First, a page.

Jefferson also had such disdain for the power exerted by religious leaders, and such a mistrust of institutionalized religion, that he wrote his own version of the gospels in which he redacted all the supernaturalism that he felt obscured the collective wisdom of the ancient texts. And he made certain that anyone who so chose could follow his example and freely worship G_d as he or she pleased. That’s why the first organizing principle of our nation’s founding documents, the first amendment to our federal constitution, established a clear-cut separation between church and state. He would be appalled if he were alive today that American church leaders now have the power to perform the duties of civil law enforcement and arrest people, thanks to George W. Bush’s administration.  Perhaps Sarah Palin’s former party leader didn’t expressly call our Constitution “just a piece of paper,” but he certainly acts as though he believes that is all it is.

By all accounts, we can see that the "smaller" government of the former neocons and the even smaller -- or non-existent -- government of the Tea Party -- actually exists, particularly where it concerns services such as quality education, so what the heck is Palin and the crazies that follow her around talking about?  And where did Christine O'Donnell come from?  Here, we can benefit from some more history to help answer our mounting questions.

In 1953, the CIA engineered the coup against Iran's reformist leader, Moussadgh, by paying poor Iranians to pretend, by conducting mass protests, that Moussadgh was unpopular and that there was a legitimate counter party to him.  They did this to install the pro-west business (Great Britain, especially), oil cartel-friendly Shah.  Then the CIA did the same thing 20 years later in Chile, ushering in the brutal, pro-fascist Pinochet dictatorship.  In 1981, Ronald Reagan made it legal for the CIA to do the same type of theatre here, in America, and, as we've already seen, to infiltrate "for the purposes of influencing the activities of" all political action groups in order to polarize factions against each other.  He did so because he realized - as every great dictator does - that conquering a people is easier when they are fighting each other, instead of you.  Probably the most ludicrous thing Tea Party candidates such as newly "elected" Christine O'Donnell tell people about the surge in popularity of Tea Party candidates is that the American people want them, the true conservatives, because neocons such as Rush Limbaugh aren't right-wing enough.   All those Tea Party "protestors" at their rallies?  Government-paid, militants-for-hire.  Remember -- the Joint Forces have been working in America since 1996 with all the CIA's and FBI's tools and technologies, and the ability to hire from your neighborhood minions to do their street theater.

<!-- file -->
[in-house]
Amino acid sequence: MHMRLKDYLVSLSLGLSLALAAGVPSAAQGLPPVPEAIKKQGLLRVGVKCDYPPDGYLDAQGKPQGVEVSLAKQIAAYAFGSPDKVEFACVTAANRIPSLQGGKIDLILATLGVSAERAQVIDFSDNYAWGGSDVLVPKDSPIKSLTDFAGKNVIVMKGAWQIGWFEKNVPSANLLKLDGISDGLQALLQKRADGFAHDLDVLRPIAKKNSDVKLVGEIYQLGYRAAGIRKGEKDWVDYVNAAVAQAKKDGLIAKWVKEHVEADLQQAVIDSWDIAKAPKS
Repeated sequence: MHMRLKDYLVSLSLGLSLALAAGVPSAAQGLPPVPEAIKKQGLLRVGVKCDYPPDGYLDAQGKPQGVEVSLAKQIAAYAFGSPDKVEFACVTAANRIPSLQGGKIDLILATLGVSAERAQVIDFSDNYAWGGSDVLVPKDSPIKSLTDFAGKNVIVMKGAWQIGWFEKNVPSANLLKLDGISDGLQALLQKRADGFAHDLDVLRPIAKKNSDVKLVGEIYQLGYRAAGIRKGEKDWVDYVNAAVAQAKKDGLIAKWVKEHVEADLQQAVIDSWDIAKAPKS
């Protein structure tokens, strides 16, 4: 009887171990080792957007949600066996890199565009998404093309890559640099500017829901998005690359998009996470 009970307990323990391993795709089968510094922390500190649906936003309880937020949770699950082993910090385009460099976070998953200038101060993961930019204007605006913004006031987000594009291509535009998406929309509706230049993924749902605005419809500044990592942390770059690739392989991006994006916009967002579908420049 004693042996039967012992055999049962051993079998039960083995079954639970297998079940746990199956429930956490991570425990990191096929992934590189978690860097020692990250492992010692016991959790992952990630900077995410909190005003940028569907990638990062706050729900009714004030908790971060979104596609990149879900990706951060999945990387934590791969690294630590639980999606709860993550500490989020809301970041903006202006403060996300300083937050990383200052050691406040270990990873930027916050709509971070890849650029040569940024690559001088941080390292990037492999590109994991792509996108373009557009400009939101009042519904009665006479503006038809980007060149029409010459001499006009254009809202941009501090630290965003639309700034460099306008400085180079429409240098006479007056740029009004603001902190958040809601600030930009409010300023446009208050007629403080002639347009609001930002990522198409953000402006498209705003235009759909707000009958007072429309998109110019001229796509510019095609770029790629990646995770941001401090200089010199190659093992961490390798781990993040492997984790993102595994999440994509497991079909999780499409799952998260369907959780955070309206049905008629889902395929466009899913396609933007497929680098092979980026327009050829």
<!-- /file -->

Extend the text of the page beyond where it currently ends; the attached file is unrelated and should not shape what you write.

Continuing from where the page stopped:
Now, I'm not saying there aren't some seriously stupid, deluded people in the Tea Party "movement," but the Tea Party is clearly another type of propaganda tool the CIA uses -- misdirection. While you sit here deriding them, or laughing at their staged stupidity on The Colbert Report, or The Jon Stewart Show, your civil society is being transformed exactly the way Nazi Germany was in the First and Second Solutions (and you know what that led to; that's right - the Final Solution, which is well under way), and every legitimate activist working to change this already patently fascist government is derided as crazy -- just like Tea Party candidates.  Propaganda tools such as these are the reason why the American public has been deluded into believing it is still a government of, by and for the people, and that it isn't already every horrible thing the Tea Party candidates say they want for America's future government, which is no government at all, according to them.  That's exactly what you have -- no public, shared government, just a police state.  So we've come to the point where we can now answer the question, "Who is Sarah Palin, and is she a member of our military, and if so, what type?"  She's clearly not a mere politician, and if she's not, neither are any other Tea Party "candidates," including Christine O'Donnell.  Since they're using CIA-developed tools, we can justifiably deduce they are members of the CIA and, that being the case, that they are not legitimate political figures, or true freedom-loving American patriots, or any type of entity that can benefit you, the American people.  They're puppets on a string, and the people pulling those strings are the fascists in control of our government.

We could all use a bubble tea break from the sophistry of Palin and the neocons, I understand, but buckling under the pressure to rid the public discourse of pernicious voices such theirs, as our Founding Fathers instructed us to do, would ensure our enslavement to this fascist status quo, and slavery is not what this country was created to perpetuate. This is the issue facing all Americans today:  American fascism, and it is the responsibility of us all to fight and defeat it. So I turn to you today with my plea – save yourselves. The Sarah Palins of the world aren’t interested in doing that. They’re off somewhere, training in the uses of their favorite T, the next mind-control weapon.